There were a surprising number of children in this park. I say surprising, because it truly is dangerous, on the same scale as Grand Canyon, this is nature, not Disneyland. Not everything is roped off or gated, you are expected to use good judgement and not get too close to the edge. In my opinion, unless you keep your child on a leash, you are taking a chance taking a young child to Bryce Canyon. Wait until they are 10 or so, and understand the dangers.

At Yovimpa Point, I was taking a photo, near the edge, and was steadying myself against a tree. When I stood up, fast, I whacked my forehead on a tree limb. First it swelled, then it showed a long cut and gorgeous bruise. I felt like a true wild woman, or a pirate, with my colorful head wound.

Bryce Canyon is a wonderful place to walk, with great walkways. Yes, this one has rails. Not all the trails do.

All these viewpoints have cute names. This one might be Balzac? Or Queen Victoria? I took it because I loved the contrasting greens, and snow, with the rusts and oranges, and the mountains dim in the background.

These eroded sandstone pillars are called Hoodoos. You can buy all kinds of sweatshirts and T-shirts (we didn’t) that say “I hiked the Hoodoos in Bryce Canyon”

 

I’m pretty sure this is Thor’s Hammer.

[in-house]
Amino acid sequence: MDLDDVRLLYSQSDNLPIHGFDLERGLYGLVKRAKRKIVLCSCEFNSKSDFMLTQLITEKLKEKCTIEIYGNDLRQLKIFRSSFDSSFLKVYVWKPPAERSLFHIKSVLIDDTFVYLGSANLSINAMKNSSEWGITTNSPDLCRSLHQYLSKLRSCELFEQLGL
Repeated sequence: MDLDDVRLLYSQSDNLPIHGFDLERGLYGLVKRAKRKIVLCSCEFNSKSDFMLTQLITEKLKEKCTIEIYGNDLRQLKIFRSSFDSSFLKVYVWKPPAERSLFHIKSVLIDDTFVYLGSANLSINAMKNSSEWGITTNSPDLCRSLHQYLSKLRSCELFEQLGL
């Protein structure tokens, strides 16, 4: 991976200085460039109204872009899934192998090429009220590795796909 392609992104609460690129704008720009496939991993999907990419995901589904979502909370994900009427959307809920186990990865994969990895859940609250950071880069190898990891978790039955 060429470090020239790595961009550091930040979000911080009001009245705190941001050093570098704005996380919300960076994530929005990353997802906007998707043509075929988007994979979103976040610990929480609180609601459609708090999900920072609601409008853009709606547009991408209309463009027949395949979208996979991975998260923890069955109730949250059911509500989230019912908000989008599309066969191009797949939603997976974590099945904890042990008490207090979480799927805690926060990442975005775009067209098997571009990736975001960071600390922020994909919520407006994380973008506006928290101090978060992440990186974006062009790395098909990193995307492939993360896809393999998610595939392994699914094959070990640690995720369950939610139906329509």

This narrow canyon reminds me so much of our camel trips in Wadi Rum, near Petra, in Jordan.

 

After another best morning of the trip 🙂 we have lunch at the Bryce Canyon Lodge; I have a particular reason, they have an elk stew. We used to eat elk when I was a kid and I didn’t remember what it tasted like. There wasn’t a lot of meat in the stew, mostly carrots and potatoes. The elk seemed a lot like ground beef.

 

There is no such thing as “enough” when you are taking photos at Bryce Canyon. We loved all the places we travelled on this trip, but in retrospect, Bryce Canyon was the most stunningly beautiful place we visited. We were glad, really glad, we did it in May, before schools get out and there are even more people in the park. Many many were from other countries, and we were happy to see them. Astounded, really, at how many Chinese there were.

May 27, 2017 Posted by | Adventure, Beauty, Eating Out, Exercise, Hotels, Jordan, Restaurant, Road Trips, Travel | , , | Leave a comment